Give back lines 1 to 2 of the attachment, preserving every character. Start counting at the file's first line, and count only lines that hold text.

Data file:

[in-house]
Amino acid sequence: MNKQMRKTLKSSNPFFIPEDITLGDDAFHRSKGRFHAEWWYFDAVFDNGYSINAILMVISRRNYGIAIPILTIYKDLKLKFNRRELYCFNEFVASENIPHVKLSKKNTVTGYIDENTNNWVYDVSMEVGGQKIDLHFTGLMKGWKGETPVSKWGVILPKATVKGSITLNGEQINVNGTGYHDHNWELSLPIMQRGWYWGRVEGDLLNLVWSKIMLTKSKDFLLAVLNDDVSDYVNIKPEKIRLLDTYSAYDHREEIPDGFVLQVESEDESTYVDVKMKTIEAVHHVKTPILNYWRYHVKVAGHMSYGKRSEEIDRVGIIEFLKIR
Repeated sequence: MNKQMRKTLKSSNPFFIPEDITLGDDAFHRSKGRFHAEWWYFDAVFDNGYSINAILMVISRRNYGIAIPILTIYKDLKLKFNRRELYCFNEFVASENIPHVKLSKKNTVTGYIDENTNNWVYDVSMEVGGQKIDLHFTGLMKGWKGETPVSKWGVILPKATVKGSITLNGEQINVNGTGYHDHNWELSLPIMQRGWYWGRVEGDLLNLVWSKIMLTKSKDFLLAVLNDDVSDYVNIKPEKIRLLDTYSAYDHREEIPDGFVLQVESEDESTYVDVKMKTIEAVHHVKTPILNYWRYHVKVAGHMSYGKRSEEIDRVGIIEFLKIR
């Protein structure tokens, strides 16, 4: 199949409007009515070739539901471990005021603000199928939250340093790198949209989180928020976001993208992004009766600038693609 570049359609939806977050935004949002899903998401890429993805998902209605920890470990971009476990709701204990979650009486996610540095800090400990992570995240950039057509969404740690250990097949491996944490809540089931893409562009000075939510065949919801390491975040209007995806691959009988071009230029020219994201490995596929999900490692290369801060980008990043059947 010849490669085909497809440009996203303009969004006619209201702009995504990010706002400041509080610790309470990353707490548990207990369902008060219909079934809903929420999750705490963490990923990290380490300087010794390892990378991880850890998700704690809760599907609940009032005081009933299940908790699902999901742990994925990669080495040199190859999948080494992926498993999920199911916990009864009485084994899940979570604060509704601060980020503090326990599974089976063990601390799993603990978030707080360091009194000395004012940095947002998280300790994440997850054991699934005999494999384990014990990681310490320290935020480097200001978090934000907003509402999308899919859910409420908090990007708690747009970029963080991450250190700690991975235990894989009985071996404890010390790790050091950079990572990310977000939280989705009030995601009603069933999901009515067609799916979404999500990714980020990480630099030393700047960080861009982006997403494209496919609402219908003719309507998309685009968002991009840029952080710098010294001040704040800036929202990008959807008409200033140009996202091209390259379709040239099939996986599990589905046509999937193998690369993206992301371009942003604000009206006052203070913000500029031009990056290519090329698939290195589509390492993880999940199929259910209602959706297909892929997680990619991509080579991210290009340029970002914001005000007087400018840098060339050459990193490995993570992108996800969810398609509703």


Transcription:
[in-house]
Amino acid sequence: MNKQMRKTLKSSNPFFIPEDITLGDDAFHRSKGRFHAEWWYFDAVFDNGYSINAILMVISRRNYGIAIPILTIYKDLKLKFNRRELYCFNEFVASENIPHVKLSKKNTVTGYIDENTNNWVYDVSMEVGGQKIDLHFTGLMKGWKGETPVSKWGVILPKATVKGSITLNGEQINVNGTGYHDHNWELSLPIMQRGWYWGRVEGDLLNLVWSKIMLTKSKDFLLAVLNDDVSDYVNIKPEKIRLLDTYSAYDHREEIPDGFVLQVESEDESTYVDVKMKTIEAVHHVKTPILNYWRYHVKVAGHMSYGKRSEEIDRVGIIEFLKIR